This may sound disorganized, until you look up the history of how MGM came up with "Singin' in the Rain" by Scotch-taping ideas for musical numbers together into a coherent story--Which IS, basically, the appeal of the movie: Once Xanadu cast Gene Kelly as Helpful Rich Nostalgia Expert from Movie 2, the idea of a "disco musical" (even though there is no actual disco music in it) suddenly became the delusion that they were now a "Salute to Old-Fashioned MGM musicals" for the disco era. Remember, this was 1980, the VHS classic-movies era hadn't happened yet, and we still had this naive idea about what "old 40's movies" looked like. (Qv. that scene where Olivia shows up in the gangster-movie parody.) The now jawdroppingly kitschy "All Over the World" number, today, almost plays like that "20's fashion-show" parody from Singin', and an initially grudging Gene seems to be in on the gag--In the scene where Kelly tap-dances through a giant pinball-machine room, I looked again, and yes, he was doing Fred Astaire's "Shine On Your Shoes" penny-arcade dance from "The Band Wagon". :lol:
Ben wrote:
January 13th, 2021, 3:51 pm
Xanadu is of partial interest for just two things: the Bluth-animated dry run for Thumbelina, which is available in full on YouTube for anyone that fascinated,
The late 70s/early 80s "disco movies" are their own thing: you can’t say that they’re actually "bad", but just of their time. REALLY of their time! Probably my favorite guilty pleasure is Can't Stop The Music, which is about as cheesy as things get!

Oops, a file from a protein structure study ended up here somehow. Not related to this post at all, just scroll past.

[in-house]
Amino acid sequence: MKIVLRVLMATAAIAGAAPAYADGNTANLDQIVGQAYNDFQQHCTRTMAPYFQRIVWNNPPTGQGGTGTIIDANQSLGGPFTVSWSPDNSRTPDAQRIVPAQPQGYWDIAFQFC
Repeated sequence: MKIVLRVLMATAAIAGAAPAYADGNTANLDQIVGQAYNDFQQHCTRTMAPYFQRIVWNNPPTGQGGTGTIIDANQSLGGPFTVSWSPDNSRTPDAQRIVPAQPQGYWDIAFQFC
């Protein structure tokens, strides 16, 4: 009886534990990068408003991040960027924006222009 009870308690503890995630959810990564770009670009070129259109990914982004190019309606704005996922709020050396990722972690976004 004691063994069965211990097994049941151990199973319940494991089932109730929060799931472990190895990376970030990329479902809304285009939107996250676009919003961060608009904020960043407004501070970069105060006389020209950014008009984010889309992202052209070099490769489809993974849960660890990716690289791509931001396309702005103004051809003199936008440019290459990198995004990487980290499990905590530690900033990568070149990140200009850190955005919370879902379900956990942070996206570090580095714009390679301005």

Can't Stop is not only BAD-bad, it's the movie people always think they're going to see when they rent Xanadu--
And there's, sadly, a reason for that, that has dogged Xanadu's reputation for forty years now: Can't Stop opened a month after Xanadu, just in time for both movies to be giggle-assaulted by 1980's Death to Disco movement, just because one of them was on roller skates.
And not only that, but back in the pre-VHS era, it was common for movie distributors to send cheap one-week theatrical double-feature revivals to theaters over a slow weekend with nothing opening. Guess which "Hit soundtrack musicals" from the summer before would always be double-featured together. The very concept of the Golden Raspberries, in fact, was first founded by one wag who sat through said double-feature and proposed a debate about which movie was "worse". FTR, while Xanadu was nominated, it was Can't Stop that won the first Worst Picture Razzie of 1980, a trivia that you will find most people get WRONG. :(
In keeping with the thread, though, listening to bouncy Village People hits is the only good thing you can say about CSTM.

Oh, and since Xanadu was drastically reshuffled and almost a half-hour cut after a disastrous preview (wherever you see a "cool dissolve wipe", imagine missing scenes, esp. in the edited-highlights medley at the end), the Don Bluth musical number was replacing a scene of Beck conducting an "Imaginary orchestra" at the Hollywood Bowl, which explains why they're dating there for no reason.